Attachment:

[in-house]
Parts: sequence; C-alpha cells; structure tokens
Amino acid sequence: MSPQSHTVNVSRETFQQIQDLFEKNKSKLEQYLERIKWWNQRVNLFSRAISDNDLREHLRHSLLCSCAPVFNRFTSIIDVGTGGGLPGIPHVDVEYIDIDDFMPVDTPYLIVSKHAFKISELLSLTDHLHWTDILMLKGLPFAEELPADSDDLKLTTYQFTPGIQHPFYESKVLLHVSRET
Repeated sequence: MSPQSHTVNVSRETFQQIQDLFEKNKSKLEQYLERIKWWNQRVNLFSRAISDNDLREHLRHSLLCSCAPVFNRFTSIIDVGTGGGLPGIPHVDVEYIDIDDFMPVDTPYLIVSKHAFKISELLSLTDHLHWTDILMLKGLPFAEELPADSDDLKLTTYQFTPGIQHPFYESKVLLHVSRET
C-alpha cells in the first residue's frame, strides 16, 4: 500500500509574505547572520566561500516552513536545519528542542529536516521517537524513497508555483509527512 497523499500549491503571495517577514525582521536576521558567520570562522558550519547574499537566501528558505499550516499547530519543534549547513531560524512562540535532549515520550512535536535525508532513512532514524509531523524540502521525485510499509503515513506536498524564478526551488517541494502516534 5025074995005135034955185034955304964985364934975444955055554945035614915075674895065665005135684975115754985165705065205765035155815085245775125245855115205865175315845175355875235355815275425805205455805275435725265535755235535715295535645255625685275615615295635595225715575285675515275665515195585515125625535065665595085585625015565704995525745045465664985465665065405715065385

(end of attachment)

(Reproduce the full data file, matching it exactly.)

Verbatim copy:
[in-house]
Parts: sequence; C-alpha cells; structure tokens
Amino acid sequence: MSPQSHTVNVSRETFQQIQDLFEKNKSKLEQYLERIKWWNQRVNLFSRAISDNDLREHLRHSLLCSCAPVFNRFTSIIDVGTGGGLPGIPHVDVEYIDIDDFMPVDTPYLIVSKHAFKISELLSLTDHLHWTDILMLKGLPFAEELPADSDDLKLTTYQFTPGIQHPFYESKVLLHVSRET
Repeated sequence: MSPQSHTVNVSRETFQQIQDLFEKNKSKLEQYLERIKWWNQRVNLFSRAISDNDLREHLRHSLLCSCAPVFNRFTSIIDVGTGGGLPGIPHVDVEYIDIDDFMPVDTPYLIVSKHAFKISELLSLTDHLHWTDILMLKGLPFAEELPADSDDLKLTTYQFTPGIQHPFYESKVLLHVSRET
C-alpha cells in the first residue's frame, strides 16, 4: 500500500509574505547572520566561500516552513536545519528542542529536516521517537524513497508555483509527512 497523499500549491503571495517577514525582521536576521558567520570562522558550519547574499537566501528558505499550516499547530519543534549547513531560524512562540535532549515520550512535536535525508532513512532514524509531523524540502521525485510499509503515513506536498524564478526551488517541494502516534 5025074995005135034955185034955304964985364934975444955055554945035614915075674895065665005135684975115754985165705065205765035155815085245775125245855115205865175315845175355875235355815275425805205455805275435725265535755235535715295535645255625685275615615295635595225715575285675515275665515195585515125625535065665595085585625015565704995525745045465664985465665065405715065385